In the aftermath of last week's reported assassination of an Iranian nuclear scientist, our already strained relations with the rogue state have become even more precarious -- and senior US officials are predicting possible war this year.
Tensions rising by the day, the Obama administration said Friday it is warning Iran through public and private channels against any action that threatens the flow of oil from the Persian Gulf. The Navy revealed that two U.S. ships in and near the Gulf were harassed by Iranian speedboats last week.
Spokesmen were vague on what the United States would do about Iran's threat to block the strategic Strait of Hormuz, but military officials have been clear that the U.S. is readying for a possible naval clash.
That prospect is the latest flashpoint with Iran, and one of the most serious. Although it currently overshadows the threat of war over Iran's disputed nuclear program, perhaps beginning with an Israeli military strike on Iran's nuclear structure, both simmering crises raise the possibility of a shooting war this year.
Navy officials said that in separate incidents Jan. 6, three Iranian speedboats — each armed with a mounted gun — briefly chased after a U.S. Navy ship just outside the Gulf near the Strait of Hormuz and a U.S. Coast Guard cutter in the northern Gulf. No shots were fired and the speedboats backed off.
Iran has blamed the CIA and Israel for the death of its nuclear scientist, and while the US has come out and condemned the act, Israel has remained mute on the subject. Now, in the wake of that death and the maritime confrontation, President Obama has directly spoken with Israeli president Benjamin Netanyahu, urging him not to launch an attack on Iran. However, top US officials report that they aren't entirely sure of Israel's intentions, and fear that they might strike has increased in recent weeks.
U.S. officials briefed on the military's planning said concern has mounted over the past two years that Israel may strike Iran. But rising tensions with Iran and recent changes at Iranian nuclear sites have ratcheted up the level of U.S. alarm.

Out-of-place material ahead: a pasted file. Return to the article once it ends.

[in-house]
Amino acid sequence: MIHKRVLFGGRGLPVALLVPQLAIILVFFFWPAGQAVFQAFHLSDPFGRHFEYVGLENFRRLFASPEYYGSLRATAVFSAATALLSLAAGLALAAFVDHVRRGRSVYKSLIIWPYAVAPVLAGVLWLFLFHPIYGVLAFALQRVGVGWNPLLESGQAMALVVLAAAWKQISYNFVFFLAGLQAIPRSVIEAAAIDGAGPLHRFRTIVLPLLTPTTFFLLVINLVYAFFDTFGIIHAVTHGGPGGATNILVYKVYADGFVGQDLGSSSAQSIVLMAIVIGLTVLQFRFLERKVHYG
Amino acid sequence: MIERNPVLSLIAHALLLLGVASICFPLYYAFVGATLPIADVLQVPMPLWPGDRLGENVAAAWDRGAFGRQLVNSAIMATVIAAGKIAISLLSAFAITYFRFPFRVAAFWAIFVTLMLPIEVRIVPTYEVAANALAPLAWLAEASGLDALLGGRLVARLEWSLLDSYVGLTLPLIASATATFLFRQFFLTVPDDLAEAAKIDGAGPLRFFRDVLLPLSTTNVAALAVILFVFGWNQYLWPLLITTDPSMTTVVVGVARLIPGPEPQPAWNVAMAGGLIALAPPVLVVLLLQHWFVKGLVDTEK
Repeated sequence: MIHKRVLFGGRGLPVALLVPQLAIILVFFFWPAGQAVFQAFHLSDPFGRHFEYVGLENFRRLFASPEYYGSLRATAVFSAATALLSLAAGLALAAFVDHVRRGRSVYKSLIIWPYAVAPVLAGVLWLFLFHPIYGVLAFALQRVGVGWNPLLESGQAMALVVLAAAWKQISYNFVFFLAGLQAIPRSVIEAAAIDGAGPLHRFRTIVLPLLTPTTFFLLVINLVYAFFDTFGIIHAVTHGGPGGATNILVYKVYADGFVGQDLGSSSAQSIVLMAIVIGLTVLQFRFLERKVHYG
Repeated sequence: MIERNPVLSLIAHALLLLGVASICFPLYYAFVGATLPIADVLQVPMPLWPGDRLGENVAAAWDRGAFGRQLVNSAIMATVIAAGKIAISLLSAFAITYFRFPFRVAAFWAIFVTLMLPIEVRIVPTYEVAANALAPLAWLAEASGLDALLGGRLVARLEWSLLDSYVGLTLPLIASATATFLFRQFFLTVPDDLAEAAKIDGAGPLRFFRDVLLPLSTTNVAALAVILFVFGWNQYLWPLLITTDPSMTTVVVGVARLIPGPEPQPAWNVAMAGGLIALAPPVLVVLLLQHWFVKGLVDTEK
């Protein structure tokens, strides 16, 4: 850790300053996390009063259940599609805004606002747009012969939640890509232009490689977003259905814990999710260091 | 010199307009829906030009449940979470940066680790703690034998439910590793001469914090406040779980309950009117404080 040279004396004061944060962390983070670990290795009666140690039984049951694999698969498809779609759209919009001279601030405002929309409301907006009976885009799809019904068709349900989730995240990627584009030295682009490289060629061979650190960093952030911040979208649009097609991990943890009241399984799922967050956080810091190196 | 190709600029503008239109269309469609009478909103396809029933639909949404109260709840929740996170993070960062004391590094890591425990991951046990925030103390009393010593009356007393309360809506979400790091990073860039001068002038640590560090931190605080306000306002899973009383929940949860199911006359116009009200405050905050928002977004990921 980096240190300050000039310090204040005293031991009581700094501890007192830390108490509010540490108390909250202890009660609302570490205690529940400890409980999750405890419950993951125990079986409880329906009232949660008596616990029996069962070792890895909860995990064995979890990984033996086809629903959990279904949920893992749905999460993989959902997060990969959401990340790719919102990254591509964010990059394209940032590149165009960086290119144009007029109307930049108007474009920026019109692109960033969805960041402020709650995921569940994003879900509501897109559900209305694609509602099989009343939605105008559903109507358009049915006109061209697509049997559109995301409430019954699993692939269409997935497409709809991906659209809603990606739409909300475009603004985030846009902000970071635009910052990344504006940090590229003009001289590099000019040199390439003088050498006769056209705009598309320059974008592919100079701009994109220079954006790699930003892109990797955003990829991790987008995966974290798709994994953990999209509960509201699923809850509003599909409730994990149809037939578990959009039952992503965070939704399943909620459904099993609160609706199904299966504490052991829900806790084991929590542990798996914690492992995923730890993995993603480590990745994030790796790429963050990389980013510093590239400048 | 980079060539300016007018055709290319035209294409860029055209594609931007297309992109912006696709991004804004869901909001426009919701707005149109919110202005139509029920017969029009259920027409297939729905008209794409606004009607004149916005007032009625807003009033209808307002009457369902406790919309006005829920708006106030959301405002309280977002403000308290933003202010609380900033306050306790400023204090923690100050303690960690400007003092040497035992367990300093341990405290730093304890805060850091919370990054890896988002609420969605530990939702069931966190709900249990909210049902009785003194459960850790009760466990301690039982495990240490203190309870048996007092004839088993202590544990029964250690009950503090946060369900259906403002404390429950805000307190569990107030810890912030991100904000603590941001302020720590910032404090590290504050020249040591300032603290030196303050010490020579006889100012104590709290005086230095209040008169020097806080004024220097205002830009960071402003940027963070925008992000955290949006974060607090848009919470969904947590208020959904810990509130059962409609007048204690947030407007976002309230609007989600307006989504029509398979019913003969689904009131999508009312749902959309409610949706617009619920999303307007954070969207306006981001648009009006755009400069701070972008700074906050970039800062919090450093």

"Our concern is heightened," a senior U.S. military official said of the probability of an Israeli strike over U.S. objections.
Tehran crossed at least one of Israel's "red lines" earlier this month when it announced it had begun enriching uranium at the Fordow underground nuclear facility near the holy city of Qom.
The planned closing of Israel's nuclear plant near Dimona this month, which was reported in Israeli media, sounded alarms in Washington, where officials feared it meant Israel was repositioning its own nuclear assets to safeguard them against a potential Iranian counterstrike.
Despite the close relationship between the U.S. and Israel, U.S. officials have consistently puzzled over Israeli intentions. "It's hard to know what's bluster and what's not with the Israelis," said a former U.S. official.
Iran is set to allow a team of UN nuclear inspectors into the country, and that, coupled with the recent rescue of Iranian sailors by a US ship, seems to be keeping the pot from boiling over. However, Israel won't be satisifed so long as Iran continues to enrich uranium -- and if these reports are to be believed, it's only a matter of time before the covert war that seems to be taking place escalates into real fighting.
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